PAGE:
The Travel, Tourism and Hospitality Industry in the United States

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The U.S. Travel, Tourism, and Hospitality Industry

American flag on a road sign in the prairieThe travel and tourism industry in the United States generated nearly $1.4 trillion in economic output in 2011. This activity supported 7.5 million U.S. jobs, and accounted for 7 percent of all U.S. exports. One out of every 18 Americans works, either directly or indirectly, in a travel or tourism-related industry. In 2010, revenues from U.S. travel and tourism represented 2.6 percent of gross domestic product.

While the majority of activity in the industry is domestic, expenditures by international visitors to the United States generated $153 billion in sales and a nearly $43 billion trade surplus in 2011. The U.S. Department of Commerce projects international travel to the United States will grow by 3.8 to5 percent annually through 2016. The U.S. leads the world in international travel and tourism exports, and travel and tourism is the top services export, accounting for 25 percent of all U.S. services exports.  

Industry Subsectors

Of the more than 25 subsectors that make up the travel and tourism industry, four sectors -- food services, air travel, accommodations, and recreation and attractions -- account for more than 60 percent of total output.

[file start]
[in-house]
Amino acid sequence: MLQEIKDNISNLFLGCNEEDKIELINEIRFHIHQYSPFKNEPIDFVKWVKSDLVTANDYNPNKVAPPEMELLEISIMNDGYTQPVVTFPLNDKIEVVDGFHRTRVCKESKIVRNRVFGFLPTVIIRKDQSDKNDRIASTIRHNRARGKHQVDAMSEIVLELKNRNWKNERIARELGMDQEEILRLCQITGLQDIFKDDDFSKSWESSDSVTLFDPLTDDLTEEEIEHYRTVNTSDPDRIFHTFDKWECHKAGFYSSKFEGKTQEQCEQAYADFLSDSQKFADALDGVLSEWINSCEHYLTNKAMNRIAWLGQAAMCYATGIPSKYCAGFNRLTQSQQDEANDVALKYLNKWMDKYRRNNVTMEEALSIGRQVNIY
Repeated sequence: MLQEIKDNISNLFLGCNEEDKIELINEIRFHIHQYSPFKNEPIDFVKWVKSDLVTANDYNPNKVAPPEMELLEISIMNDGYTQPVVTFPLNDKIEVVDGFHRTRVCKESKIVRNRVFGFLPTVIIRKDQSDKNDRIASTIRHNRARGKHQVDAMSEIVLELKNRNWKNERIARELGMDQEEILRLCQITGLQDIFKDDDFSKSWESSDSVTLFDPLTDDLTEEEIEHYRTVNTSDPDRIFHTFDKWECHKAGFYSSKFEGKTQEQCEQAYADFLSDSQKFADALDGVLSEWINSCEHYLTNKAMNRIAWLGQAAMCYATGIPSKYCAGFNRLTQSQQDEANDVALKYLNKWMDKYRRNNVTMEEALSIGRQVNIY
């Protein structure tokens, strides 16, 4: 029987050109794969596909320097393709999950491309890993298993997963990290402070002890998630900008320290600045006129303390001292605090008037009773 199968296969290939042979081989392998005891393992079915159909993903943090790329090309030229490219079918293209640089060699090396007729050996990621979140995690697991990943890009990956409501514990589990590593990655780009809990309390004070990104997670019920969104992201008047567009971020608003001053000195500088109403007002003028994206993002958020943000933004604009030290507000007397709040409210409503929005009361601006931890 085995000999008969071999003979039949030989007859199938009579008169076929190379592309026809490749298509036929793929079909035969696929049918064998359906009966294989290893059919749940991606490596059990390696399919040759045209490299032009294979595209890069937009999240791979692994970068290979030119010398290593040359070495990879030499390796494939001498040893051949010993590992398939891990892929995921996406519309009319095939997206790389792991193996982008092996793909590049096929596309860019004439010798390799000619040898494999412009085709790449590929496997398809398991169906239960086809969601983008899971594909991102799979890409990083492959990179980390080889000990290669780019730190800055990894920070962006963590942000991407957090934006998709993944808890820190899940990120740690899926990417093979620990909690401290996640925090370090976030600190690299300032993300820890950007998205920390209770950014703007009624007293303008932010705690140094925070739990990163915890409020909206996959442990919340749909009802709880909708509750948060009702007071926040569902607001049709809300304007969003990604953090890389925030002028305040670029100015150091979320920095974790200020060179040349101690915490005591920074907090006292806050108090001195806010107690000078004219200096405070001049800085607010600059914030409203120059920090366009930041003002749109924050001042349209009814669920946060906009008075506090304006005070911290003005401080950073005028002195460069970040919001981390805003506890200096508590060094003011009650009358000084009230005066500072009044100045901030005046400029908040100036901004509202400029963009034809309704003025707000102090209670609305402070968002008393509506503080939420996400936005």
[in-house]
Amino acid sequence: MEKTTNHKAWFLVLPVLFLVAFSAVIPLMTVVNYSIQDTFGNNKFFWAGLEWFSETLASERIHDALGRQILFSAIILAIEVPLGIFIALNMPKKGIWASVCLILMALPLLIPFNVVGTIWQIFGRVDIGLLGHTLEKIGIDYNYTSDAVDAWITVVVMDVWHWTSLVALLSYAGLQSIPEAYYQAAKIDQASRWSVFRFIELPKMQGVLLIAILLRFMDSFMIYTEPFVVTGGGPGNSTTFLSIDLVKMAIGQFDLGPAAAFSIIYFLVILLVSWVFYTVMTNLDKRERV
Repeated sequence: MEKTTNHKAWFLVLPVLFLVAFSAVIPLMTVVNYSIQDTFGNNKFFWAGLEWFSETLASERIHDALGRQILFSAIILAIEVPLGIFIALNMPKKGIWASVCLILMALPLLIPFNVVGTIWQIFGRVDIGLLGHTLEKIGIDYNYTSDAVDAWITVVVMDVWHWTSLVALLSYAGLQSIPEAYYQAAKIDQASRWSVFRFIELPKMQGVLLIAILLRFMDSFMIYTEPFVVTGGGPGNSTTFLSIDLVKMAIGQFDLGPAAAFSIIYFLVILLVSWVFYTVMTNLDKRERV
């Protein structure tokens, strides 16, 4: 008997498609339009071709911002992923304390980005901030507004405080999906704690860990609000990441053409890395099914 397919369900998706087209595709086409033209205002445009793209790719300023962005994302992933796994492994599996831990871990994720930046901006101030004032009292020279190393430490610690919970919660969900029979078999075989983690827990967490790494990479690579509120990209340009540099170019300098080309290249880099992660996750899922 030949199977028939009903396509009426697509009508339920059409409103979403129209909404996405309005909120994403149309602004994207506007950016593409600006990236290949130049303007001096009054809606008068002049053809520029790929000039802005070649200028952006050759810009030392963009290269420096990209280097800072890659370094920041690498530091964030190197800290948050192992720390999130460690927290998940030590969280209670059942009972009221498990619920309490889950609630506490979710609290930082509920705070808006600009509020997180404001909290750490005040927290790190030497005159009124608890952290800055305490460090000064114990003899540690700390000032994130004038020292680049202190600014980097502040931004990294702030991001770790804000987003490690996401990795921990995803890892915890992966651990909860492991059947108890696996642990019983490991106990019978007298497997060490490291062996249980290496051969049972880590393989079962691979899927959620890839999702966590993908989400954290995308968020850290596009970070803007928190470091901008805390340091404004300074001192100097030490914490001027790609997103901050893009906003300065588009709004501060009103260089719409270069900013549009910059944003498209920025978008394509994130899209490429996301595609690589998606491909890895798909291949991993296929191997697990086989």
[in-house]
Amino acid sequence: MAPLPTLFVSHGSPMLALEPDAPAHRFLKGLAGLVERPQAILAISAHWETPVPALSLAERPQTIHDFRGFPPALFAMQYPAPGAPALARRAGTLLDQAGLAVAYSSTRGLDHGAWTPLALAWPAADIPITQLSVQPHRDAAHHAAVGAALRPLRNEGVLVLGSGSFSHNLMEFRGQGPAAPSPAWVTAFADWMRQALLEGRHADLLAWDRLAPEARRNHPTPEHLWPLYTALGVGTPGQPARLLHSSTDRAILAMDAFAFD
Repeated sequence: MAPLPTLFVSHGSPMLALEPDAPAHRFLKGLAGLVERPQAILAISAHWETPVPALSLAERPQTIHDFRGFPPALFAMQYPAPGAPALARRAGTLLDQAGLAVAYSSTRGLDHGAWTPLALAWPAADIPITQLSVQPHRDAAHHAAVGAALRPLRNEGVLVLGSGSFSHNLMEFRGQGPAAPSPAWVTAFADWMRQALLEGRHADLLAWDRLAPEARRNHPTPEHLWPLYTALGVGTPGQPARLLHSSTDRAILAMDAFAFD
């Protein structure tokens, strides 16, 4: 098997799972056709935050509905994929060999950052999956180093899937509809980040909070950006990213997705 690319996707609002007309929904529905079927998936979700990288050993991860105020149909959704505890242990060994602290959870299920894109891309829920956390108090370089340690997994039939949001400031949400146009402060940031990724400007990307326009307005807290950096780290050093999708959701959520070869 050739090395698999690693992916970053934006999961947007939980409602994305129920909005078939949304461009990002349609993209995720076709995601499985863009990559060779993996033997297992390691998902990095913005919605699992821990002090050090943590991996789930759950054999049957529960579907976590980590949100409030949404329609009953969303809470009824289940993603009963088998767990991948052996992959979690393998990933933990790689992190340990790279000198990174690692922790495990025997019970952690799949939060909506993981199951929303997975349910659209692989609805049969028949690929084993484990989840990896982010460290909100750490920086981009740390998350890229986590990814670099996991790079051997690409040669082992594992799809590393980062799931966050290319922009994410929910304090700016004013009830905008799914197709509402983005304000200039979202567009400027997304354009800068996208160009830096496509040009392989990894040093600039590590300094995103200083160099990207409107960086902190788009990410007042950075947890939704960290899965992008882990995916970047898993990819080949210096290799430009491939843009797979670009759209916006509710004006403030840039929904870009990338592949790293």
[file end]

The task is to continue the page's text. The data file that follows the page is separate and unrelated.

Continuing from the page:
Accommodations: This subsector is the largest of the four and accounts for 19 percent of total travel industry sales. Accommodations benefited from international overseas traveler growth of 6 percent in 2011. 

Air Travel: This subsector is the second largest and accounts for 16 percent of travel industry sales. Airlines continuously seek ways to increase revenue by offering access to new markets as they work to reduce costs and fuel consumption by grounding inefficient aircraft and scaling back unprofitable routes.

Food Services: This subsector accounts for 16 percent of travel industry sales. The National Restaurant Association predicts 3.5 percent growth for the restaurant industry in 2012. 

Recreation and Attractions: This subsector accounts for only 10 percent of total travel industry sales as attraction visitation has been in decline.

Federal Resources

Travel Promotion Act of 2009 (TPA): This Act established the Corporation for Travel Promotion, a new public-private partnership in travel and tourism. The alliance between the U.S. government and the U.S. travel and tourism industry enhances the distribution of information on U.S. entry policies and promotes leisure, business, and scholarly travel in and to the United States.  According to a joint report issued by Oxford Economics and the U.S. Travel Association in February 2010, it was estimated that the travel promotion program undertaken by the Corporation for Travel Promotion established under the TPA will generate $4 billion in new visitor spending and 40,000 new U.S. jobs.